Holidays are exhausting though
sometimes HOME would be the perfect HOLIDAY.
Location: Korea (South)
Today I moved into a new apartment. Still in Yeoksam, but this place is bigger and more homely. It's Rachel's old place and it comes with a pet fish named Yoi (that's Ukrainian for oops... "oops" because it's the fish they didn't want and Ukrainian because... I have no idea) We're right next door to Roger, so there's likely to be many roof-top fireworks parties with him in the next few months!
I feel pretty settled back in Korea. After a week of fairly warm and sunny weather, we're experiencing a period of cold, windy and rainy weather... According to Koreans, Winter is jealous of Spring and that's what's causing the change. It's called *(insert here when I remember)* which roughly translates (by Zoe) to mean "flower jealousy".
Last night was the cast and crew's Five Fools end of season party at Chesuk and Minkyoung's restaurant. It was also Rachel's last night in Korea and a farewell for Mikyoung who's returning to Sadari Theatre. I was pretty tired after Sunday night, so I had a quiet night and went home to bed after the roof-top fireworks...
I like how this entry is progressing backwards.
"Early one morning when Henry was out walking backwards, trying very hard to walk forwards, he bumped into Amy"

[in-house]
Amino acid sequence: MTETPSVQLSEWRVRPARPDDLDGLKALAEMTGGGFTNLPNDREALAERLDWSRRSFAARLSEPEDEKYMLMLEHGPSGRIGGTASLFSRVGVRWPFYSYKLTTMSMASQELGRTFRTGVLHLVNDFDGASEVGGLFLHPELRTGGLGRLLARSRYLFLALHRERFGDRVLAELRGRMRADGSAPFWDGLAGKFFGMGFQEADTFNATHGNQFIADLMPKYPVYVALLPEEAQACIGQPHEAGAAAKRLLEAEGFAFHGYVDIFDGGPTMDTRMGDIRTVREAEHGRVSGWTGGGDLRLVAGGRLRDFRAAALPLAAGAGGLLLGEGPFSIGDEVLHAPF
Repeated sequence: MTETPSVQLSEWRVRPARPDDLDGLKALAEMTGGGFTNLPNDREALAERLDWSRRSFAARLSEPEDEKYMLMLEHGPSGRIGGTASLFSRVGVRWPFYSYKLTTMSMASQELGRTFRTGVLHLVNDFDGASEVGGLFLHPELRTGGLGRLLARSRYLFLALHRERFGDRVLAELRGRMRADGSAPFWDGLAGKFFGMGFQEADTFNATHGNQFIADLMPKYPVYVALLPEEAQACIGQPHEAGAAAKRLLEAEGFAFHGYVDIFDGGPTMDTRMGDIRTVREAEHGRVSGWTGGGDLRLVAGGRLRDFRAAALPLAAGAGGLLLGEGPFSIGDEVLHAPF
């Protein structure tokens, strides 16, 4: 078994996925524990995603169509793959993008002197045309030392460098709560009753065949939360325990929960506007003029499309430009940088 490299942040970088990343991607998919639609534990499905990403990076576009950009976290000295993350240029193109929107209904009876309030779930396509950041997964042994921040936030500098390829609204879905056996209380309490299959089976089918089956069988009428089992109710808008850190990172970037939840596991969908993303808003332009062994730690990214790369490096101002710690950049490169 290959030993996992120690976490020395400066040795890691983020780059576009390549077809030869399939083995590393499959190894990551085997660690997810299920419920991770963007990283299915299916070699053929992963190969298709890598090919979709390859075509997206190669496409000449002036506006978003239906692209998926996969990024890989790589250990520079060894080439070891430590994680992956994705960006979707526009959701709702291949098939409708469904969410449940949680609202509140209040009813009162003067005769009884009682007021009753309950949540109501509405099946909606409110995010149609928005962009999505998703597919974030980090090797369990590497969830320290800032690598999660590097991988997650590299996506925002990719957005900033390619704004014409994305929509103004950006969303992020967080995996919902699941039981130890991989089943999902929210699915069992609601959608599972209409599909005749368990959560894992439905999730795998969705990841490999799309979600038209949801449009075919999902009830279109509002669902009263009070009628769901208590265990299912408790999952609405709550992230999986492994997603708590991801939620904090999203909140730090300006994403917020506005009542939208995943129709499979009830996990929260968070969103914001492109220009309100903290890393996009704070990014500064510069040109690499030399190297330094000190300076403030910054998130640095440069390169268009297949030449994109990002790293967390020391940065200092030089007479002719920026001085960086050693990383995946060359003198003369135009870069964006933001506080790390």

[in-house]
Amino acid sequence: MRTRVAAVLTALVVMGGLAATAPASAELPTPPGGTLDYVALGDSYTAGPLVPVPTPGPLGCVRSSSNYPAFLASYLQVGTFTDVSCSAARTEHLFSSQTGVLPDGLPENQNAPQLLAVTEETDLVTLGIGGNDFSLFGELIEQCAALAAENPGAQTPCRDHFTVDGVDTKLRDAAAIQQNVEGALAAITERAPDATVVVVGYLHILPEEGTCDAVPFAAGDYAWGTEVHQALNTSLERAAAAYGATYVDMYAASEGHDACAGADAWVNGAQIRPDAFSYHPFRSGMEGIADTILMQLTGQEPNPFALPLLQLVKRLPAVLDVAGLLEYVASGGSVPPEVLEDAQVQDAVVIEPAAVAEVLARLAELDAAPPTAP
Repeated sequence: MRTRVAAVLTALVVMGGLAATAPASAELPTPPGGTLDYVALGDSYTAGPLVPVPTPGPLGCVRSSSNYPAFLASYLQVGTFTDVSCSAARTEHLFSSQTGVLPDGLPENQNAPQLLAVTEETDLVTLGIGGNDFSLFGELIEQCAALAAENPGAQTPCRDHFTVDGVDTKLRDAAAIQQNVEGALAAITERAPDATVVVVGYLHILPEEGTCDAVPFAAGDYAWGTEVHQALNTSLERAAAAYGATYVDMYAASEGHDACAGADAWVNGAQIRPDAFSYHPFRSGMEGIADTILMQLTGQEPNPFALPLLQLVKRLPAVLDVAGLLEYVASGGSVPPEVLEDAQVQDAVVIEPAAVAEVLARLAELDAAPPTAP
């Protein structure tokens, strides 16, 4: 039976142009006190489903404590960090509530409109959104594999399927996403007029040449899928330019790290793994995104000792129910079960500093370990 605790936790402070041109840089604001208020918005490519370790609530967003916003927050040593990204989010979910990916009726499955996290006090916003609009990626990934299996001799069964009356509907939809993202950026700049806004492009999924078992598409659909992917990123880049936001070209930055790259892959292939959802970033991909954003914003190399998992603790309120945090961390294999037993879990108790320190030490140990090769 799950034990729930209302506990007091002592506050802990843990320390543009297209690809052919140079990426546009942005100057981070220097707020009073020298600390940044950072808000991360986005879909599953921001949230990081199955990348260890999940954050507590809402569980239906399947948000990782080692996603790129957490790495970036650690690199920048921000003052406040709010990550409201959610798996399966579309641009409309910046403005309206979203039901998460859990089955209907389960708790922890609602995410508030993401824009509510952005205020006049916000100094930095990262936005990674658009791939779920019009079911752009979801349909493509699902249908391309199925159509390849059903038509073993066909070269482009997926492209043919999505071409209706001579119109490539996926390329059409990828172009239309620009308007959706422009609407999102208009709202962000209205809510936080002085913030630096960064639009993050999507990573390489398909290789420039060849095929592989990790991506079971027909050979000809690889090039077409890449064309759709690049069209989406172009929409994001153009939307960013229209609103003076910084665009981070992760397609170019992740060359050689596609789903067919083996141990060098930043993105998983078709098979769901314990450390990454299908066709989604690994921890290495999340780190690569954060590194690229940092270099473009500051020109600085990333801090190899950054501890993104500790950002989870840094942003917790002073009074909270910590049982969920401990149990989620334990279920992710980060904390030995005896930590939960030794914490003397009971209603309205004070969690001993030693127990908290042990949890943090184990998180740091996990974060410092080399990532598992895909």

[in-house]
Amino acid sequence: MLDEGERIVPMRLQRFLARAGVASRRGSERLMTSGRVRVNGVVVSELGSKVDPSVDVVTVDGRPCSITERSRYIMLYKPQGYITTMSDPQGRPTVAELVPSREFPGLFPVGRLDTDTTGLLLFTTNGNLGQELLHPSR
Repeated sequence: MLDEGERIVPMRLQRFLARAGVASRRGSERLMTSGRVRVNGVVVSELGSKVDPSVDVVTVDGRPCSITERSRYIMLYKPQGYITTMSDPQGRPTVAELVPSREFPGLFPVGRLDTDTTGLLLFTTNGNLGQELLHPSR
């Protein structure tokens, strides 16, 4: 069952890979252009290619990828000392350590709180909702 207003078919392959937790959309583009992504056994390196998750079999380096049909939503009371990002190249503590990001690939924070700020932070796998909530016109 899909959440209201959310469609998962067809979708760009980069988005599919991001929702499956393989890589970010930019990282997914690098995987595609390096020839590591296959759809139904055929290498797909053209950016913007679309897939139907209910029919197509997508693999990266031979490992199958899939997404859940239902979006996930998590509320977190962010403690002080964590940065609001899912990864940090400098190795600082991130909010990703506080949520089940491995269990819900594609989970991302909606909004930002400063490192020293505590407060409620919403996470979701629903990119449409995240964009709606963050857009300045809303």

Sunday night after the final Five Fools show, Mikyong took us to Haewa for some very famous Kalbijim (casserole style beef... kinda). As this was Leah's last night in the country for a while, Rach lead us through the pouring rain to Britz bar. A truly beautiful venue with a tree in the centre of the room that's surrounded by lanterns, couches, paintings and lengths of cloth. We drank citron absolute vodka and played Mikyoung's Korean Style "game"... To play, someone says what they like about someone else, then that person says what they like about someone else... That's it. You wouldn't find too many people playing that in Australia... Some do I guess (i.e. after Korea last year). But in conclusion, once again, Koreans are so beautiful, honest, loving and generous - even (possibly especially) in their second language.
So apart from hanging out with Zoe everyday, that's about all I've been up to...
Never did get around to writing about Japan - but I did upload a stack of photos, and pictures say a thousand words right? I also uploaded the pics of my time in Brisbane, so enjoy!
For those playing at home, I'm in Malaysia waiting for my plane to Brisbane. Decided to pass through immigration and catch a train into the city tonight to check out KL... Better than waiting in the airport all night. Took a monorail from KL Central to a district called Bukit Bintang (the guy on the plane today recommended it). It was another western firendly city with giant shopping malls, starbucks, mcdonalds etc etc. If your blur your eyes you could think your in Seoul or Tokyo (except for the heat!). I managed to find and enjoy some Malaysian food so that was a delicious dinner. The Chinese new year is a big event here so red lanterns lined the streets... Also, being valentines day, there were many make-shift flower stalls. I caught a glimpse of the twin tower building and also the cities tower, so, not abad little sight-seeing adventure.